CHEYENNE - Democrat Gary Trauner has enjoyed the advantages of running a second time for Wyoming's seat in the U.S. House, despite the agonizingly close loss that kept him out of the office two years ago.
The 49-year-old Wilson businessman said his higher profile has allowed him to focus on campaign issues as he's traveled around Wyoming, knocking on doors, speaking at candidate forums and addressing business and citizens' groups.
"I think I spent most of the (2006) campaign, if not all of it, introducing myself to people, number one, and then trying to convince them that in fact I was a serious, credible candidate, number two," Trauner said. "I think that is not as much of an issue this time around."
Trauner fell just short in 2006, losing to incumbent Republican U.S. Rep. Barbara Cubin by 1,102 votes, or half a percentage point. This time around, Cubin isn't seeking re-election and Trauner is running against Republican nominee Cynthia Lummis, a former state treasurer and state legislator.
"I think people are more fed up this time around than they were last time around, just with what's going on in our country," Trauner said. "My challenge obviously is to get people that don't pay a lot of attention and tend to go party line not to do that. All I can do is go out there and give them a clear choice."
Trauner has cast himself as a moderate Democrat, touting his career in business, his support for gun rights and advocacy for an energy plan that incorporates conventional sources like coal and sustainable sources like wind. He also says government should stay out of Americans' personal lives and health decisions; he's for abortion rights.
Trauner's close showing in the 2006 race caught the attention of the Democratic Congressional Campaign Committee, which has targeted Wyoming's U.S. House seat as one of its "Red to Blue" races. The group has given Trauner more than $15,000 - a fraction of the $1.3 million he has raised - according to the latest information from the Federal Election Commission.
Trauner said he welcomes national Democratic support, but not if it comes with strings attached.
"Basically, I looked at them and I said, 'I need your money, your financial support, because it makes a difference,' " Trauner said. " 'But if you're going to tell me how to run the race, you're going to tell me what I need to think or what issues should be important to me in Wyoming, don't need it.' "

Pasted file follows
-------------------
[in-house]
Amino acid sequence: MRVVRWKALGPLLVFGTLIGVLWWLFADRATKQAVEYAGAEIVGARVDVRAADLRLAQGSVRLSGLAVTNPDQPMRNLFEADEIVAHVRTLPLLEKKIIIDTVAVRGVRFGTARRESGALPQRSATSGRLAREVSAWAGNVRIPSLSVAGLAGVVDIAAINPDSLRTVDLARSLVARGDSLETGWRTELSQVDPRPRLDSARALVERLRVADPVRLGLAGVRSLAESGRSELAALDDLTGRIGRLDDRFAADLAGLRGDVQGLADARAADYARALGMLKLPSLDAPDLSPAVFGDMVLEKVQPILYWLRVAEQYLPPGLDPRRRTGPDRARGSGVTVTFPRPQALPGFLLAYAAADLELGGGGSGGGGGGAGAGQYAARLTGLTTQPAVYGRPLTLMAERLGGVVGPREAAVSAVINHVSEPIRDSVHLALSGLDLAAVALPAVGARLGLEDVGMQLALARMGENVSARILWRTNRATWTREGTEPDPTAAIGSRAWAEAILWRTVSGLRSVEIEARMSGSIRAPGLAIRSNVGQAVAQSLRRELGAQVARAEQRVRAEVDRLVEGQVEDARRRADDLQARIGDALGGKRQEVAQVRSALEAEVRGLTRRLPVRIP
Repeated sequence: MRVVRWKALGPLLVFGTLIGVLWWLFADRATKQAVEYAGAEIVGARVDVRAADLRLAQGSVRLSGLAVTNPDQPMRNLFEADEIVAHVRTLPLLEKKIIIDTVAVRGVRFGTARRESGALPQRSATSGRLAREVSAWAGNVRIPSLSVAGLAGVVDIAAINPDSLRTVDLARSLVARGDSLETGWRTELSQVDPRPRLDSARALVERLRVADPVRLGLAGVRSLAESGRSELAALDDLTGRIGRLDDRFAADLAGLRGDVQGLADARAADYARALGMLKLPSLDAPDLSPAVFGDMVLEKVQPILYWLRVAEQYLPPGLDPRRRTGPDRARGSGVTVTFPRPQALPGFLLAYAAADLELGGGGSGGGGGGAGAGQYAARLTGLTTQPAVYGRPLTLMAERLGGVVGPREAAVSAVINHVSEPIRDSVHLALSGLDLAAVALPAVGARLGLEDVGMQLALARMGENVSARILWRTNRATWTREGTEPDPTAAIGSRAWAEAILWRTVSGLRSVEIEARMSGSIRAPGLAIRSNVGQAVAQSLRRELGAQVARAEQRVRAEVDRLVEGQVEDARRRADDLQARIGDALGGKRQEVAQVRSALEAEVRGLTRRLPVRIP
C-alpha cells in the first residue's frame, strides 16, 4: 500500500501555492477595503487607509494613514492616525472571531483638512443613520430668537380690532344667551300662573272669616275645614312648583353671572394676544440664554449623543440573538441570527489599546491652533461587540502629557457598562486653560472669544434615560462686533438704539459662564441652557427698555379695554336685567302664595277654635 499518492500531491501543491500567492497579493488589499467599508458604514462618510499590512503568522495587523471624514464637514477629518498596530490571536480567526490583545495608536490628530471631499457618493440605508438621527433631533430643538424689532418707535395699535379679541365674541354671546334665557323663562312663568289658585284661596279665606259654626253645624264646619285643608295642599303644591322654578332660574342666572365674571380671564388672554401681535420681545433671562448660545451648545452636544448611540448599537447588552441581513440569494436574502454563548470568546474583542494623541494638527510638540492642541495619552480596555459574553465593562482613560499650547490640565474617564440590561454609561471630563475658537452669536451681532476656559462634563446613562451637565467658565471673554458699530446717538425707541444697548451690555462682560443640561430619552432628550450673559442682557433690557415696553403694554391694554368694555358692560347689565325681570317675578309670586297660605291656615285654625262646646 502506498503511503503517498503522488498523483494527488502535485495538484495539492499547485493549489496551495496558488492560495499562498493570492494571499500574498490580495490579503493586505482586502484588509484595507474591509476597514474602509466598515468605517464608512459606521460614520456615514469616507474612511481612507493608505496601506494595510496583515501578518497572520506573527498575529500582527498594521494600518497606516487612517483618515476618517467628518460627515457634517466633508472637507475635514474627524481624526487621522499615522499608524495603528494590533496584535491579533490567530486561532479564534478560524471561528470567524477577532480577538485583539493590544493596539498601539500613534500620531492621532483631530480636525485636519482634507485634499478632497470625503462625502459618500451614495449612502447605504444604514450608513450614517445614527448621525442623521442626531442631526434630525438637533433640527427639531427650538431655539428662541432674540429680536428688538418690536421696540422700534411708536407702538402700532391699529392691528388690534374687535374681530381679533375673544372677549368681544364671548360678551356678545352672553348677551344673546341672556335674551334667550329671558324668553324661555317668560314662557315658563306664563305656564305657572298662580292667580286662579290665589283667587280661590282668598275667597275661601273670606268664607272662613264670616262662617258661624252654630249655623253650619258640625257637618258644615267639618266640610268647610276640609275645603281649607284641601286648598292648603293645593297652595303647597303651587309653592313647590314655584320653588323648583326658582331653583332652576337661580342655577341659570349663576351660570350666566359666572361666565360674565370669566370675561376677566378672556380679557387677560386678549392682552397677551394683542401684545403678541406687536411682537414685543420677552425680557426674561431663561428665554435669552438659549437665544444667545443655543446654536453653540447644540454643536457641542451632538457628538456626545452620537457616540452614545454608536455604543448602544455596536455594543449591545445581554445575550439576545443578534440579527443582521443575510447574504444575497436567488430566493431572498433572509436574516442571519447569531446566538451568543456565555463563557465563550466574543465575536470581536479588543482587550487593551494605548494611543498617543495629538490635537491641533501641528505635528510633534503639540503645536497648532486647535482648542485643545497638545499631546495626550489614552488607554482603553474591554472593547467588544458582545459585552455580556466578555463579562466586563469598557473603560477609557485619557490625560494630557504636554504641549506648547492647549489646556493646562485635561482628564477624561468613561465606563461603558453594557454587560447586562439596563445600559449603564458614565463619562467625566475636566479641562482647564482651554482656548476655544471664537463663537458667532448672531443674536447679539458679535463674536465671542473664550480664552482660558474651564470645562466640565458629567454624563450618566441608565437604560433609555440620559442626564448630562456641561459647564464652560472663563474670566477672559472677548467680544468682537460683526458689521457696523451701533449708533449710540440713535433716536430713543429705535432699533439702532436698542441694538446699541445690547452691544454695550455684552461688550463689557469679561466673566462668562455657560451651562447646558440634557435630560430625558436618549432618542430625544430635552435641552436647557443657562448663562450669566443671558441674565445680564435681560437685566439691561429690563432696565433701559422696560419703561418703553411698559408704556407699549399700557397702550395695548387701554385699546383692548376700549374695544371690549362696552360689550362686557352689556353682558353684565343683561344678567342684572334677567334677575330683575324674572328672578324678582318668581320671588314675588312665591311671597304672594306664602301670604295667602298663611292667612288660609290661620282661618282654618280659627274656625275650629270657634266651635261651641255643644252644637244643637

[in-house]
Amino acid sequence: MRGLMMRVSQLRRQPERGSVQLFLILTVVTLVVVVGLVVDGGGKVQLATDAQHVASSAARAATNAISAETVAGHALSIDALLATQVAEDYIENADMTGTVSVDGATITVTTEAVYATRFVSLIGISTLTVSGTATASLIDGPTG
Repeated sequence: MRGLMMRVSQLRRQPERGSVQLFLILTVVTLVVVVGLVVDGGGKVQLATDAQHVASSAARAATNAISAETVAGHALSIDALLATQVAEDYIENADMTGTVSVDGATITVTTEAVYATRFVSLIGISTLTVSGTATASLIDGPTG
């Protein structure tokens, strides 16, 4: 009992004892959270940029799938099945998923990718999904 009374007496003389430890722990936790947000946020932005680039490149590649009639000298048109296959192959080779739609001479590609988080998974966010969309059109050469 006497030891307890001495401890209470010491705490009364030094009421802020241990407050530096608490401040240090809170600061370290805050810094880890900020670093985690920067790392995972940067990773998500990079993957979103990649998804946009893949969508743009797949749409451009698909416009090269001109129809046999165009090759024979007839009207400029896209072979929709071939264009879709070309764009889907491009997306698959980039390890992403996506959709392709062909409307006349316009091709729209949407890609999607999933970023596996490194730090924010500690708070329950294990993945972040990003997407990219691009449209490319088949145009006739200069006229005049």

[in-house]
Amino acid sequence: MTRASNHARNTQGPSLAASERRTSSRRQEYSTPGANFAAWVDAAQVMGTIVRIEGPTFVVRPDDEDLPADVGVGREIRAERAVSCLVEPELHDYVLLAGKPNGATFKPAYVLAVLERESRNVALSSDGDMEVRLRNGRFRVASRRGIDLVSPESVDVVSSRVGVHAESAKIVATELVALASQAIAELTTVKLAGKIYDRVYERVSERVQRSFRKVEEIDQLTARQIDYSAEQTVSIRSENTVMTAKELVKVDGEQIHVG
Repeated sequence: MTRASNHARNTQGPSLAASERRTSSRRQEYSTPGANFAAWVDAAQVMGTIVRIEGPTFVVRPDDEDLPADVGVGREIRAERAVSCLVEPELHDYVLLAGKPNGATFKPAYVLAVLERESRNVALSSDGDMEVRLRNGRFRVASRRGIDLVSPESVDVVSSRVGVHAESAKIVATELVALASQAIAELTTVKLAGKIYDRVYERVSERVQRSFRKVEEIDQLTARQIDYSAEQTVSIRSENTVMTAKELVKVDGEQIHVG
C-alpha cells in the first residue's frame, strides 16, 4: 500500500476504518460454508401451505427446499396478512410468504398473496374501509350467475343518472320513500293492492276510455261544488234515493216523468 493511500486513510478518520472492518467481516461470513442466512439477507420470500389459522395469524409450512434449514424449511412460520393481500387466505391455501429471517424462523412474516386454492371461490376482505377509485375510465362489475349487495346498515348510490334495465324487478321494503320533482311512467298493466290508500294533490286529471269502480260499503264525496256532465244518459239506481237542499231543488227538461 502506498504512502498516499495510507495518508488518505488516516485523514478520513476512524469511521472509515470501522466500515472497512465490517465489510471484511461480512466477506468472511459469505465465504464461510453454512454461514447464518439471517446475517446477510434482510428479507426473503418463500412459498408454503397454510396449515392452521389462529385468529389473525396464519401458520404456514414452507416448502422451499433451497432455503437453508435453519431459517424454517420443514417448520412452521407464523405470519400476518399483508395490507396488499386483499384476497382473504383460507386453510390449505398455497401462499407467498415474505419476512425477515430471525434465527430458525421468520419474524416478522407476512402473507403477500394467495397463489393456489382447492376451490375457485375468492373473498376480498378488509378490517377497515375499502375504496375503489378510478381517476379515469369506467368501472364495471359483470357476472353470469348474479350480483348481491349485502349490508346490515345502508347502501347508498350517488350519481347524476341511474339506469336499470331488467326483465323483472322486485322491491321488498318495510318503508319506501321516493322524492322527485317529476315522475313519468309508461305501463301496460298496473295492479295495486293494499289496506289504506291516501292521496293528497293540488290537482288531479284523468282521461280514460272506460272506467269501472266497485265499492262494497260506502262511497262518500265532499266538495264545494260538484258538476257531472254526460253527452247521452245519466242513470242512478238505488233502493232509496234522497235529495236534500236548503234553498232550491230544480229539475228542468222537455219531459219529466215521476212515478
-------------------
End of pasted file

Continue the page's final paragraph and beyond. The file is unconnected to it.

As he makes his case to voters, Trauner is often critical of a faction of the conservative movement that he says has characterized government as "inherently evil." He blames that point of view for the economic crisis gripping the world's economy and has said the government should regulate financial markets to ensure transparency and accountability.
"The problem here is that we have been told that the free market will solve all," Trauner said at a recent forum. "We've had a philosophy in this country, the people running this country in the last 10 years or so - I liken it to a football game: We got rid of all the rules and we took the refs off the field, and we told the players to go play. And when you do that, you can get chaos."
After growing up in suburban New York and starting his career working in consulting and finance for two major public companies, Trauner and his wife, Terry, moved to Jackson Hole 18 years ago because of the "lifestyle and values that we thought Wyoming had to offer," Trauner said. The couple has two sons, ages 15 and 9.
In Wyoming, Trauner started a consulting firm to advise startup companies. In that role, Trauner said he has worked with companies involved in pursuits as diverse as building ice rinks at shopping malls and selling mail-order wine.
Trauner also served three years as vice president of operations and finance for Teton Trust Co., a money management firm, and helped establish OneWest.net, an Internet service provider that sold out after five years to a bigger company. Since his 2006 run for Congress, Trauner has co-founded a pet food company called Mulligan's Stew Pet Food.
Trauner said his business experience taught him two main lessons that would be valuable as a congressman. First, he said, a good businessman has to be "color blind," in the sense that he will work with people he doesn't necessarily agree with on all issues.
"You learn to listen to people really well and figure out what works and what doesn't work," Trauner said. "And in D.C., that's not the way we work our government, right? If you're a D, you don't listen to R's and if you're an R you don't listen to D's, and nothing happens, or nothing good happens, generally."
Second, Trauner said his experience working in startups has instilled a tenacity that he would take to Washington.
"I mean, things go up and things go down, it's not easy, especially in startups where you're on the edge, a lot of the time, of survival," he said. "The ability to sort of band together with other people, find ways to get things done, find common ground, and frankly, do the hard grunt work of governing, matters."
Trauner has also held elected positions in Jackson Hole, including serving on the Teton County school board from 2002 to 2006, and on the board of a local water and sewer district.
Janine Teske, who was elected to the school board at the same time, said Trauner was good at forging consensus in a community with "loud opinions." Trauner served as board president during a two-year period in which the board fired an unpopular superintendent and hired a new one.
"You can reach a point where consensus isn't necessarily possible, and so then what is the best solution? And I think Gary did a marvelous job of working with people to make those kinds of things come out," said Teske, a registered Republican who said she plans to vote for Trauner.